STRIPPERS, SLOT MACHINES and strip malls, demo derbies and fun fairs all populate the garish neon world Jane Dickson paints. “I am interested,” she said back in the early 1990s, “in the ominous underside of contemporary culture that lurks as an ever-present possibility in our lives.” She still, I think, lived on Times Square then. She was a watcher, kind of like a latter-day Baudelaire, taking in the world, and her world was life on 42nd Street in all its humanity. This was where she had her two children, this at a time when those blocks were hardly a Disney world, but still a temple to the vices. As Don Winslow observed the crack vials crackled like shells underfoot, and sex could be had in many and any permutations. And, Jane painted them. She painted me even gracing the surface of red carpet off-cuts. The results were shown at the Whitney’s Philip Morris branch and toured across the country.
She has also painted the suburbs and fun fairs and San Gennaro Festival capturing moments of leering longing that particularly mark our culture. Her work is haunted by the soon-to-be-lost. Tract houses? Gone. Strip malls? Endangered. Times Square? Well, we all know what’s happened to that. In her hands those scenes monumentalize a kind of Americana. It’s not one of cornfields or purple mountains’ majesty but the about-to-disappear. After Times Square and strippers, she went onto demolition derbies heading out to where they started in Riverhead Long Island, a place once also catalogued and chronicled by Tom Wolfe. Then she took to the suburbs and Las Vegas. She has been part of some of the most important art movements New York has seen – in 1977 at the formation of Colab whose members included Tom Otterness, Kiki Smith and Jenny Holzer. The legend goes that Jane, who was working putting up neon in theaters on Times Square, got Holzer working with signage and slogans. Then, Jane was there in the East Village scene of the 80s which launched art moments still being memorialized now. She appeared in Nan Goldin’s spectacular “Ballad of Sexual Dependency,” but more than that are Dickson’s paintings.
Painting hasn’t always been fashionable, but she’s pushed and pulled it into a language for longing and languishing from dark and pulsing fun fairs to the shimmering edge of homeland. The last lines of Woody Guthrie’s “This Land Is My Land” sums it up well:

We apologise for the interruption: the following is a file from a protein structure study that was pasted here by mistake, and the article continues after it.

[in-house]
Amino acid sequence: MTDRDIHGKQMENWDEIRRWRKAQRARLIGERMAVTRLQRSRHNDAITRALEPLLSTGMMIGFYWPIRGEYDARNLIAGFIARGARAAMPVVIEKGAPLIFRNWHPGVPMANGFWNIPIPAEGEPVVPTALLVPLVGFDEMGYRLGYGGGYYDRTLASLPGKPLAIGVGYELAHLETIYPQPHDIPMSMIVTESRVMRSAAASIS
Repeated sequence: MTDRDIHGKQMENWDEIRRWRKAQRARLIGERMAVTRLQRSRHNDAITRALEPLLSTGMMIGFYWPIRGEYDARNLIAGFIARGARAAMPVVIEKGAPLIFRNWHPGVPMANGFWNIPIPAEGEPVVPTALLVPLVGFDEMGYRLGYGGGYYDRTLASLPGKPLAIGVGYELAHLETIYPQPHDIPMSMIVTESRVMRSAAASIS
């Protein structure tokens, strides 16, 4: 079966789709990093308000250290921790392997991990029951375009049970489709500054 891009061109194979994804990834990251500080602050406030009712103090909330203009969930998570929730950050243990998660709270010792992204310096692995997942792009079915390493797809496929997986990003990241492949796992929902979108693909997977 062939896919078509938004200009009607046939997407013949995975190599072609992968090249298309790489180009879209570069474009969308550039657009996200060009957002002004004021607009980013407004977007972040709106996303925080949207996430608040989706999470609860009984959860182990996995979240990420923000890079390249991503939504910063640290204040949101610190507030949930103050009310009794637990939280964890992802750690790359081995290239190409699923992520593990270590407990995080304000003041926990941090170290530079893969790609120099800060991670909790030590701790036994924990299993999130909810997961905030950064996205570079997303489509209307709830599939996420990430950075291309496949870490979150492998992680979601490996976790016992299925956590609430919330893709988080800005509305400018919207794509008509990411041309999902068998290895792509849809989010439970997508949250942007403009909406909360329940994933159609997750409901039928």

“As I was walking – I saw a sign there
And that sign said – no trespassing
But on the other side …. it didn’t say nothin’!
Now that side was made for you and me!
In the squares of the city – In the shadow of the steeple
Near the relief office – I see my people
And some are grumblin’ and some are wondering
If this land’s still made for you and me.”
This is where her art resides, looking over the edge of our land and making sense of it.
Jane Dickson’s Artist’s Statement:
A wary observer of necessity, I paint to locate baseline reality within an unstable world. Child of immigrants, I have enlisted painting in my life-long study of American-ness to examine its cultural pivot points, shifting parameters and anomalies. My subjects range from spectacles of sensory overload: Times Square, Las Vegas and Demolition Derbies to the subtleties of the monotonous utilitarianism of suburban sprawl: highways, tunnels, and strip malls.
Eschewing the middle ground, I am both zooming out to focus on overviews, where super-structures and infrastructures of highways, fun parks, and labyrinthine casinos merge to study the systems built to channel our hunger for illusion, while alternately zooming in to create portraits of the people navigating these systems. I employ a range of industrial surfaces from astroturf to garbage bags, each selected for its particular resonance with that subject, using astroturf, fake grass, for windshield-viewed nature blur, or sandpaper for “look but don’t touch” strippers. I allow the substrates to shiver through the image revealing a glimpse of itself, challenging the illusions I create. I revel in color and texture, situating my subjects in on colored grounds that set a mood, becoming the dominant key to which I add colors that harmonize or act in dissonant counterpoint to that ground color.
I examine the constructed world, and its psychological freight, the social structuring of desire and its disruptions by the uncanny, “the familiar grown strange”, aiming to pull the unnoticed, the unquestioned, into the foreground to provide a space for reflection and to insert a woman’s viewpoint into the dialogue of my time.
Read more about Jane at her website.